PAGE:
Possible that the OPEN sign is covered by a CLOSED sign at the end of the season, with the intention of leaving CLOSED up all summer, only some prankster made off with the CLOSED sign in the meantime.  The private venture operating the road in the winter might basically go into hibernation in the summer, and not routinely check the winter road entrance about 70km northeast of Yellowknife.  But so long as they resume their checks by the time the lake starts icing over (when the venture needs to start getting the road ready, anyway), and continue them until the lake liquifies again in the spring, no real problem besides giving people a chuckle.

Still, if they ever need to redo the entrance sign, I agree it would make sense to make CLOSED the default, and cover it with an OPEN overlay in-season, when the venture's security patrols are keeping an eye on the road and its entrance sign.
« Last Edit: December 01, 2012, 01:46:54 PM by oscar »
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vdeane

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Re: Manitoba-Nunavut road study moves forward
« Reply #30 on: December 02, 2012, 01:54:10 PM »

Still, if they ever need to redo the entrance sign, I agree it would make sense to make CLOSED the default, and cover it with an OPEN overlay in-season, when the venture's security patrols are keeping an eye on the road and its entrance sign.
I'm now wondering if the reason they didn't do that is because of winter storms.  Could those be an issue with having a temporary sign when the road is open?
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Molandfreak

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Re: Manitoba-Nunavut road study moves forward
« Reply #31 on: January 07, 2014, 04:00:27 AM »

Below quote from this recent article: http://www.winnipegfreepress.com/opinion/analysis/follow-the-dream-road-to-nunavut-236513751.html

Quote
According to CBC, a 2012 case study found a road from Rankin Inlet, Nunavut, to Sundance, Man., would generate less than half the financial payback of its $1.2-billion price tag.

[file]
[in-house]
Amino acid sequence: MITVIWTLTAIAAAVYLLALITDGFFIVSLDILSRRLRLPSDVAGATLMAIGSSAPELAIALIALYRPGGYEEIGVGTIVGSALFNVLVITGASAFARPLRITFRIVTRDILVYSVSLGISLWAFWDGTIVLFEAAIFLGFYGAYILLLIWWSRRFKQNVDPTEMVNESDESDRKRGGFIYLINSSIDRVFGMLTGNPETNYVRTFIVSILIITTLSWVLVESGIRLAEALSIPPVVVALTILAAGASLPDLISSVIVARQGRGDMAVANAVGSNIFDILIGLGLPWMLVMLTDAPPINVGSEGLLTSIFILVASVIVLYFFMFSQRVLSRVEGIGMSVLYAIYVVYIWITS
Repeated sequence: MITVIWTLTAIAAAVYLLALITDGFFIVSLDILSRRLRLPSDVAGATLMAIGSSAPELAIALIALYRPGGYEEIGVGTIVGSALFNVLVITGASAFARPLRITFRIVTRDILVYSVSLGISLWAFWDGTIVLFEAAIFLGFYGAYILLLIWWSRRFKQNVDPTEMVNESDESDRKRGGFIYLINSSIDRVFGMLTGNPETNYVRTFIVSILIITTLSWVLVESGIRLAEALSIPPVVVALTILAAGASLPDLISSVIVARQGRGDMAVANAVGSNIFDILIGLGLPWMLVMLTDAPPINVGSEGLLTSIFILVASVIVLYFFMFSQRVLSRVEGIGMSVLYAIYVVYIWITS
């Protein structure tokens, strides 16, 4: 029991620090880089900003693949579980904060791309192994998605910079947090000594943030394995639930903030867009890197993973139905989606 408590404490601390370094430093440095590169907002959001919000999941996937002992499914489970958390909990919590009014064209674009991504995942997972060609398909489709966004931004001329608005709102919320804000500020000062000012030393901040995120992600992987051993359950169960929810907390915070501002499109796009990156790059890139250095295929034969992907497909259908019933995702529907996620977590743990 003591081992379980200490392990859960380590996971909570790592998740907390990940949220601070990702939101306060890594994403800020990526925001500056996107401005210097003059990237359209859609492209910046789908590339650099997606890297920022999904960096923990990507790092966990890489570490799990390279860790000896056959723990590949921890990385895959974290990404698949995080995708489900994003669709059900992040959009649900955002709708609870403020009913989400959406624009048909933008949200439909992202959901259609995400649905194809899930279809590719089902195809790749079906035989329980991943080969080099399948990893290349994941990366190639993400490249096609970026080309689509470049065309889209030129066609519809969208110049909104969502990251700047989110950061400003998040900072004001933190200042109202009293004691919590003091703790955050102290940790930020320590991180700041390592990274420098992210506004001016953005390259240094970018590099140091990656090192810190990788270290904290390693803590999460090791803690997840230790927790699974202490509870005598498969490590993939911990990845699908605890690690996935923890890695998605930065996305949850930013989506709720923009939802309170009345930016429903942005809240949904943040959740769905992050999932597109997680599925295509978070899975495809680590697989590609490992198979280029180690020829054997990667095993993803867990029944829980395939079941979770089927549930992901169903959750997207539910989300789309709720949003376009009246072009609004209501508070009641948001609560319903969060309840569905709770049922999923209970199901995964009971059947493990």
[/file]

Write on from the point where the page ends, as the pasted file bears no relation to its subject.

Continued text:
Moreover, although proponents assert the road would pass by 20-plus mineral exploration projects, the viability of those ventures has not been conclusively demonstrated.

...

Still, the Manitoba-Nunavut highway is especially debatable because of its 10-figure tab.

The gap between Rankin Inlet and Sundance is a vast expanse of Canadian Shield lakes and nothingness. Perusing it on a map, one can't help but imagine what a protracted, lonely drive this would be.

The 1,100-kilometre highway would connect communities whose combined population is fewer than 10,000 people.

By that math, the road would cost more than $120,000 per direct beneficiary.

However, such a stringent calculation does not factor in (rapid) population growth, nor the potential for the highway as a foundation for future roads connecting other communities.

...

In the movie industry, there's a name for what's happening to the Manitoba-Nunavut highway: development hell. It's where a project is discussed year after year without ever getting off the ground.

If by some miracle Nunavut, Manitoba and Ottawa approved funding tomorrow, the road would take an estimated 15 years to complete.

By then, how much more populated will the almost entirely road-less Nunavut, the second-fastest growing province or territory in Canada, be?